For nearly three decades I have been privileged to travel to some of the most remote places on our planet, photographing wildlife and environmental issues but primarily birds. I have camped on Antarctic sea ice next to an emperor penguin colony, trekked through the forests of Papua New Guinea in search of birds of paradise, shivered in a remote cabin in the Russian far east while photographing brown bears and sweated deep in the Amazonian rainforest in search of macaws. But the one constant, wherever my work has taken me, has always been to try and travel as light as possible.
So when last year a photographer friend of mine switched to Olympus, my interest was piqued. Yet I remained a bit of a cynic, not believing such a small digital camera body would be able to produce the quality of image I need for my commercial clients. As a professional I rely on reproduction fees from the web, publishers, advertisers, and calendar companies. I shoot pictures for commercial catalogues and for packaging, and these same pictures are then often used on point of display materials and posters. I also sell my pictures as fine art prints up to and sometimes beyond A2 in size. Could the Olympus system really replace my full frame DSLRs?
Within a day of using the OM-D E-M1 Mark ll and the M.Zuiko Digital ED 300mm F4.0 PRO lens I knew I would not be picking up my DSLRs again. The image quality was impressive, but it was the many attributes hidden away inside the E-M1 Mark ll body that impressed me the most. The blazing-fast frame rate of 18fps was like jumping from a sedan car into a Ferrari. I discovered the in-body stabilization was so good I could take handheld shots at 1/15 seconds. No need to carry a heavy tripod in future.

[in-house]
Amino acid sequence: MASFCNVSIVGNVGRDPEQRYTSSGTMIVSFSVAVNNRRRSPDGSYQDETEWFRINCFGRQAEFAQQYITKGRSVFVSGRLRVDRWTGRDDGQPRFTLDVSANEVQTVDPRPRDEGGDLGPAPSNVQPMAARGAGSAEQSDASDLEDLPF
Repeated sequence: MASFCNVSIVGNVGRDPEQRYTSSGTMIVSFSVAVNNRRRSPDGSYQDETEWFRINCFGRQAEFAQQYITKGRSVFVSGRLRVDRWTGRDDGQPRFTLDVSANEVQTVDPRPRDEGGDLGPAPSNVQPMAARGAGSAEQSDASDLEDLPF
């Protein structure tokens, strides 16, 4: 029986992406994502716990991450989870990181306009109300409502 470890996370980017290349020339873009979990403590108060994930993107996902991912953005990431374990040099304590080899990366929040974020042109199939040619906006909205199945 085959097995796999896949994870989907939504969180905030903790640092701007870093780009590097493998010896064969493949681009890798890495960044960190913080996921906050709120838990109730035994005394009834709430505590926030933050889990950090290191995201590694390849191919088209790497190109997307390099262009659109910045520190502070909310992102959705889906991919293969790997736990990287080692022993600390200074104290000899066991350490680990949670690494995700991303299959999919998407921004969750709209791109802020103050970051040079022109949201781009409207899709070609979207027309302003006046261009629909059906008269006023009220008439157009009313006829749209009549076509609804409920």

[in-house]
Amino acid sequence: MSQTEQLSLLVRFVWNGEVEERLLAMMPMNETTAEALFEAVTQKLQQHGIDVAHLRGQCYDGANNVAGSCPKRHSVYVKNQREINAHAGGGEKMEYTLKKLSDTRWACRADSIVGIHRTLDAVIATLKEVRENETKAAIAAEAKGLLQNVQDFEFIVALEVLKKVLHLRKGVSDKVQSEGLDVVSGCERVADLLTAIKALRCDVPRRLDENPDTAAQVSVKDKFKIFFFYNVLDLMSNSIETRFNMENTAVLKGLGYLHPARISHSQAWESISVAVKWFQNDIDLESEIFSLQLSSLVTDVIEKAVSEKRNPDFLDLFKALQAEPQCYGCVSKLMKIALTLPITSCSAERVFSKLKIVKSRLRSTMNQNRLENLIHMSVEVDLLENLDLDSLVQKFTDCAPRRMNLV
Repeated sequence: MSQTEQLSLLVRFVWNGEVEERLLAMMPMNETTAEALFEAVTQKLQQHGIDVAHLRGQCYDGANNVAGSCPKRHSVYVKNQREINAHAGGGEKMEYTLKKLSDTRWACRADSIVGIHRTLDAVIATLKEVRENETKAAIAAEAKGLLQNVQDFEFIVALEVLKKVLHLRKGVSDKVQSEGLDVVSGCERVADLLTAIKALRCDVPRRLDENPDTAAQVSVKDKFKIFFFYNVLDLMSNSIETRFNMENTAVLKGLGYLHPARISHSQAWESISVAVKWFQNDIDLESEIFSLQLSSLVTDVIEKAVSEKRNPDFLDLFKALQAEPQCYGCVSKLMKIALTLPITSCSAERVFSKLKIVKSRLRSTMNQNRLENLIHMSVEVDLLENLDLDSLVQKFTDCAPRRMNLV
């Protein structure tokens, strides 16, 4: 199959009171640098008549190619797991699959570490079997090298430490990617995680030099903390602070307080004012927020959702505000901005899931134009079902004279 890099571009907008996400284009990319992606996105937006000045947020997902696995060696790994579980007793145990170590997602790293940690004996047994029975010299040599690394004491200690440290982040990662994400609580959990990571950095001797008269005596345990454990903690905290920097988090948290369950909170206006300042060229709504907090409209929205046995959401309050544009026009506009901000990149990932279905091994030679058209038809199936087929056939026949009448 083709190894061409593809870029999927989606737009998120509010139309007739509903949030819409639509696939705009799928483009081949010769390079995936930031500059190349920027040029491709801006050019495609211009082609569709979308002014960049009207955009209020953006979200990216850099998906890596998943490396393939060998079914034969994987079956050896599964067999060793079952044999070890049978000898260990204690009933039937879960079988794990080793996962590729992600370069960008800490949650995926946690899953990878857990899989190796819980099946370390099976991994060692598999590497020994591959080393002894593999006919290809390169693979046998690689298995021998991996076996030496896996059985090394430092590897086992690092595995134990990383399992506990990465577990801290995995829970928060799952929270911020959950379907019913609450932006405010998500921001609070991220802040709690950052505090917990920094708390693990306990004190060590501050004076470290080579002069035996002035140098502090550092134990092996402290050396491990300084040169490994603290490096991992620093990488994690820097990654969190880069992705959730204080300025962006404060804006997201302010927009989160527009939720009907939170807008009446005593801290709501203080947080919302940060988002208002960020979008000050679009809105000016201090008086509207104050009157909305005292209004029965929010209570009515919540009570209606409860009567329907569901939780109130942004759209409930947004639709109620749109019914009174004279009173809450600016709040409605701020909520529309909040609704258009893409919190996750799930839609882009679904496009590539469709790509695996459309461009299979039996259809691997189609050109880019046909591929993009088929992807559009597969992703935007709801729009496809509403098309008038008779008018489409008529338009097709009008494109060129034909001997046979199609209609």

For wildlife photography there was one other feature that enabled me to get shots others were finding hard or impossible to take. During a shoot in the Scottish Highlands photographing leaping red squirrels at a specially built set in the forest, the squirrels would sit at one end of a log, before leaping through the air towards the camera to grab a nut, placed to entice them to jump. With my camera set to Pro Capture I nailed every single squirrel leap that morning. Missing many opportunities when the squirrel was in mid-leap, my companions using DSLRs were left frustrated.
Closer to home, I love to walk out on the North Norfolk marshes looking for birds to photograph. The lightweight nature of the Olympus kit means I can walk all day and not feel weighed down by camera gear. I cover more ground and when I do find a subject that requires a quiet, careful approach I can shoot silently, so no longer will I have to look on as a hunting Barn Owl veers away at the sound of a noisy camera shutter.
Author & Photographer : David Tipling